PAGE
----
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On Sunday July 22, Penn State University removed the famed bronze statue of Joe Paterno, which was located outside its football stadium, one day before the NCAA announced a slate of severe sanctions against the university arising from its role in the Sandusky child molestation scandal. A few days later, news reports emerged that sculptor Larry Nowlan suggested the statue be melted down and recycled into a “healing memorial” for victims of child abuse. While this proposal may have both spiritual and artistic merit, there is one problem: Nowlan is not the sculptor who created the Paterno statue. That distinction belongs to Angelo Di Maria who created the clay model for the statue from a photograph he took of Paterno at a football game, as well as artists Wilfer Buitrago and Yesid Gomez who worked with Di Maria to construct the final bronze statue. Continue reading »
On May 17, 2012, the United States District Court for the Central District of California granted Sotheby’s and Christie’s joint motion to dismiss a complaint filed by artists alleging violations of the California Resale Royalties Act (“CRRA”).
In moving to dismiss, Sotheby’s and Christie’s argued that the CRRA (1) violates the dormant Commerce Clause, (2) is a “taking” of private property in violation of the U.S. and California constitutions, and (3) is preempted by the Copyright Act of 1976.
The court held that the CRRA violates the dormant Commerce Clause. The Commerce Clause in Article I of the U.S. Constitution expressly grants Congress the power to regulate commerce “among the several states.” There is no actual “Dormant Commerce Clause” found in the U.S. Constitution. Rather, it is a judge-made doctrine that has been inferred from the Commerce Clause and limits the States’ power to regulate interstate commerce.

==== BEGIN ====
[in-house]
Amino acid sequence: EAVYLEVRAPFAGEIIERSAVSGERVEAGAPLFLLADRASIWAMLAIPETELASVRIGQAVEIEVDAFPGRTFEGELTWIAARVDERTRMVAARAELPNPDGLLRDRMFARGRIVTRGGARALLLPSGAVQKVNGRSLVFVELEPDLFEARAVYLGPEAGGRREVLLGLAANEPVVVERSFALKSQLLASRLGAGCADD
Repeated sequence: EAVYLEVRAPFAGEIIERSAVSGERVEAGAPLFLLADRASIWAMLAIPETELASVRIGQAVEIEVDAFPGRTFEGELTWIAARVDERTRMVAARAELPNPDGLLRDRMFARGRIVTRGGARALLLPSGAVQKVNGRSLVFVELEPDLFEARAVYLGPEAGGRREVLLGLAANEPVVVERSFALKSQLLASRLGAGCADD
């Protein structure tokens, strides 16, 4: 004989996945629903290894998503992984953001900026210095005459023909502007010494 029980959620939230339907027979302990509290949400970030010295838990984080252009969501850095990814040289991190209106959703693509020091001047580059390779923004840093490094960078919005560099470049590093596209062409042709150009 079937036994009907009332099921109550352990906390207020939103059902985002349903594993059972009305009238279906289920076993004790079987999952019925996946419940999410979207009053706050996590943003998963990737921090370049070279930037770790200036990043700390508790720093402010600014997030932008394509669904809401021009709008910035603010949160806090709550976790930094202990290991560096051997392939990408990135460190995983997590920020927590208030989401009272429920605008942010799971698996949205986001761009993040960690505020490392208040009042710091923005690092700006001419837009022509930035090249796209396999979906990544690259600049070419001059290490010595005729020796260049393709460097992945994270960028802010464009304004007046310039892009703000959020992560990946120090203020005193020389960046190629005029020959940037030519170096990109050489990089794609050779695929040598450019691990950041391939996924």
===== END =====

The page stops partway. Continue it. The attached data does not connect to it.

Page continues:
The court found that the dormant Commerce Clause applies to the CRRA because works of fine art are sold from one state into another, and because the large number of such transactions has a “substantial effect” on interstate commerce.
The court then found that the CRRA violates the dormant Commerce Clause per se, because of its “problematic reach.” Under its clear terms, the CRRA regulates sales of fine art occurring wholly outside of California, so long as the seller resides in California. According to the court, the CRRA therefore exceeds the inherent limits of California’s authority.
Although the CRRA contains a severability provision, the court nonetheless struck down the entire statute. After analyzing the CRRA’s legislative history, the court concluded that the California legislature would not have enacted the CRRA without its extraterritorial reach. Thus, if the court were to sever the extraterritorial provisions of the CRRA, it would create a law that the legislature never intended to enact.